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How do I go about copyriting or trademarking a phrase or tagline?

Baltimore, MD |

I have a t-shirt business that I have started and use a particular phrase on the shirts and I am looking to copyright it.

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Attorney answers 5


Hi. If you are using a name or phrase on an article in commerce, such as a shirt, you are probably looking to trademark it. You should consult an IP attorney. Many will give you a free initial consultation.

Bruce E. Burdick

Bruce E. Burdick


But, likely you cannot protected as a trademark either if it is merely a statement or comment. For example if you put "FREE BIRD" on a shirt, that is more likely just a statement that you the wearer are a free spirit. On the other hand, if you put "Freebird, Lynrd Skynrd" now you have changed to a trademark and to something arguably protected under right of publicity by the heirs to SWEET HOME ALABAMA [another of their famous songs] after the plane crash killed the band in 1977.


I agree with my collegaue. This is a trademark issue assuming you are using the phrase as a tagline that indentifies your products in commerce.

You would first properly clear the mark then a registration application should be filed with the USPTO (see info below for more on this).

It would be helpful to discuss all your plans and objectives in more detail with a lawyer. Most of us here, including myself, offer a free phone consult.

Best regards,
Natoli-Lapin, LLC
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You cannot copyright a short phrase, but a short phrase can become a trademark. A trademark is a word, phrase or logo that becomes associated in the minds of consumers with the source of specific goods or services. Trademark rights arise from use in commerce and it is not necessary to register your trademark before acquiring trademark rights. However, registration is highly recommended because it has many advantages. It provide evidence that you are the trademark owner and a national presumption that others who compete with you cannot use your trademark. Registration also has many advantages in litigation to enforce trademark rights.

If you want to make sure you are adequately protecting your trademark, you need to retain trademark counsel. First, your counsel must conduct a trademark clearance analysis---before you begin using the phrase or tagline, you need to make sure that you can do so without violate trademarks owned by others, This is critical----many people fail to retain counsel to conduct a trademark clearance and find out years later that their trademark is invalid, that they have to stop using it, and that they are liable for substantial damages for trademark infringement.

Once your trademark clearance is finished, your counsel should file a trademark registration for you. Once the application is filed it will be reviewed by a trademark examiner, who may issue an office action raising objections to your application, Your attorney would need to respond to any such office action. If your attorney successfully responds (or if there is no objection from the trademark examiner), your proposed trademark will be published. After it is published, members of the public have the right to object to issuance of the trademark by instituting an opposition proceeding. If no opposition proceeding is filed, the trademark is issued. However, even after the trademark issues, members of the public can institute a cancellation proceeding. Because of the importance of your trademark to your business, it is important that you have legal counsel on retainer to handle these matters for you. You cannot handle matters like this without legal counsel.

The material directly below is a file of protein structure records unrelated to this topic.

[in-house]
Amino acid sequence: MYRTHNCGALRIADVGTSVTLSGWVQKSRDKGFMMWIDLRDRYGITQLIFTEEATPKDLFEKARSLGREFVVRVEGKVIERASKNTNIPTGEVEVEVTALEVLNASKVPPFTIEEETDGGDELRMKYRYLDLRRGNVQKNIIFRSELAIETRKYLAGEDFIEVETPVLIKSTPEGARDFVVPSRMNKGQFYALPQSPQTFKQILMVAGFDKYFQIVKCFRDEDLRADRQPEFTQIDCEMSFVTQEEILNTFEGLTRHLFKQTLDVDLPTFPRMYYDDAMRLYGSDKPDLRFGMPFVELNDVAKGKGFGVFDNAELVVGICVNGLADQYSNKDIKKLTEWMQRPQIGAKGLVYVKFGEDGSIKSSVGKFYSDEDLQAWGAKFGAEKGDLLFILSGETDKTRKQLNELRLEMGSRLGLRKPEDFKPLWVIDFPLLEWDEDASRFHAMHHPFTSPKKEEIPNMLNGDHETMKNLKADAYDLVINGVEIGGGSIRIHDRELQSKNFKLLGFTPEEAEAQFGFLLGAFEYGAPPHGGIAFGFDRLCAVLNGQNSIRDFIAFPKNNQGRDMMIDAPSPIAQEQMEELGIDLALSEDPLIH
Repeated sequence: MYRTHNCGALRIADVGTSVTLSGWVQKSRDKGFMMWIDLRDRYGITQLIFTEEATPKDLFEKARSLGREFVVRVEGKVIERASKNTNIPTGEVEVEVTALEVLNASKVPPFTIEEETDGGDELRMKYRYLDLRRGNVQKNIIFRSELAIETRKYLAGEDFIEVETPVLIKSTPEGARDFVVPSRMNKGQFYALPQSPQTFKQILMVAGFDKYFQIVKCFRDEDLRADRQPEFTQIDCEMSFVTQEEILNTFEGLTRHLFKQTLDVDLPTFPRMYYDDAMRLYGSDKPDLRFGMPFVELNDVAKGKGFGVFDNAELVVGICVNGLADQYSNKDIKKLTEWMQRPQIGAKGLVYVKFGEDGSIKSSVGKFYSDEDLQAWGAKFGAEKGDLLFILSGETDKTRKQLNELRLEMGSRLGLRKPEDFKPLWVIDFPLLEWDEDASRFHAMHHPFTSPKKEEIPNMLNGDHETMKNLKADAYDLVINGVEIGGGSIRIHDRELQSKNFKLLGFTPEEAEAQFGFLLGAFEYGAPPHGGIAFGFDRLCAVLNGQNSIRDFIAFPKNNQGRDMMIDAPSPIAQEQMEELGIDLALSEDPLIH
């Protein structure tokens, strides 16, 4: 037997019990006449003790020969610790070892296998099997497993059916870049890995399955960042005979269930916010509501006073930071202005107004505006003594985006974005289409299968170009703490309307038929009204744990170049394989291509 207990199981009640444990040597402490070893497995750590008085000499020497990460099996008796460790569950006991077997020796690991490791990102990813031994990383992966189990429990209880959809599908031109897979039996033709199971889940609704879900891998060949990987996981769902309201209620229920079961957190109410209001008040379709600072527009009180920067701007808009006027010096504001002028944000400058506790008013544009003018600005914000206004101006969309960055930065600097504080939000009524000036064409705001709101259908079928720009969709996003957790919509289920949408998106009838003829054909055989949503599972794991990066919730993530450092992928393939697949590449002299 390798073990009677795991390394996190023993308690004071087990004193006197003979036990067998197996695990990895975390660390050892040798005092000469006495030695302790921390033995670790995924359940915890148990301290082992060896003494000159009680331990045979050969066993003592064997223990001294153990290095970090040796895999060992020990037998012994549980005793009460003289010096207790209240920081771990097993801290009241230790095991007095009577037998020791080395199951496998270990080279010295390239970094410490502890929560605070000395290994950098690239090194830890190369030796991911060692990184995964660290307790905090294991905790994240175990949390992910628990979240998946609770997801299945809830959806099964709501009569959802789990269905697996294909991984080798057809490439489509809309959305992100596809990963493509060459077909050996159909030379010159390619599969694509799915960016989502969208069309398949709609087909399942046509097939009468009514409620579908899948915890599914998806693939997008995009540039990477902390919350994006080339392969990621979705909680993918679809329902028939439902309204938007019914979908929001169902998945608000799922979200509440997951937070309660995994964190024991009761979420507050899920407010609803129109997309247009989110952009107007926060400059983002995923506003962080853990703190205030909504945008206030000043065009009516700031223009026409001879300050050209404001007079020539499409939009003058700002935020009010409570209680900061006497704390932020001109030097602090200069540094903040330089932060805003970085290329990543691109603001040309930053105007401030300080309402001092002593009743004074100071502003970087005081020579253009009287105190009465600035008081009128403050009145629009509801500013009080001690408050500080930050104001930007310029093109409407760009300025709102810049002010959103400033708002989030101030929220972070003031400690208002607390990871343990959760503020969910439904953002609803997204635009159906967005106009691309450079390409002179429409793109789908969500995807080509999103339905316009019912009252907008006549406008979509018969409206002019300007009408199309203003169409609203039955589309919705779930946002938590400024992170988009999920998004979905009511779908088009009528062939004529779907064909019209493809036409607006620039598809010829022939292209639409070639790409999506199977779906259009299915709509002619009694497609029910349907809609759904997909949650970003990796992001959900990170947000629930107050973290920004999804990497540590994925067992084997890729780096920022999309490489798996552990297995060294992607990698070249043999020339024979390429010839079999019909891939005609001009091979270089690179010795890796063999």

I think a slightly different response is required than given by my colleagues. Generally short phrases are not protectable by copyright and usually not by trademark protection either. If they are the design on the front of the shirt rather than an indication of source of the shirt. For example, if I put "I love rock 'n roll" or "I love country music" on the front of the T-shirt that is not a trademark but rather a comment, unless you instead put "I love rock 'n roll, put another coin in the jukebox baby -Joan Jett and the Blackhearts", in which case it might be considered an indicator of source or origin or sponsorship of the shirt and thus a trademark. Short phrases are not protected under the copyright laws in the USA, because they are deemed not to have the requisite level of creativity.

I am not your lawyer and you are not my client. Free advice here is without recourse and any reliance thereupon is at your sole risk. This is done without compensation as a free public service. I am licensed in IL, MO, TX and I am a Reg. Pat. Atty. so advice in any other jurisdiction is strictly general advice and should be confirmed with an attorney licensed in that jurisdiction.


If the phrase is a slogan (think: "Just do it" for Nike or "Made from the best stuff on earth" for Snapple), then this can be protected via trademark. The process is the same as filing a word mark or logo as a trademark. As the other lawyers have mentioned, the slogan needs to refer to your brand. Simply putting a phrase across a T-shirt can create raise various issues (it could be a mere decorative or ornamental use, for example), but if the phrase is used on the clothing brand and appears on the tags, then it may not be problematic.

It would help to discuss the phrase and use you have in mind with an IP attorney who can advise you on your next steps.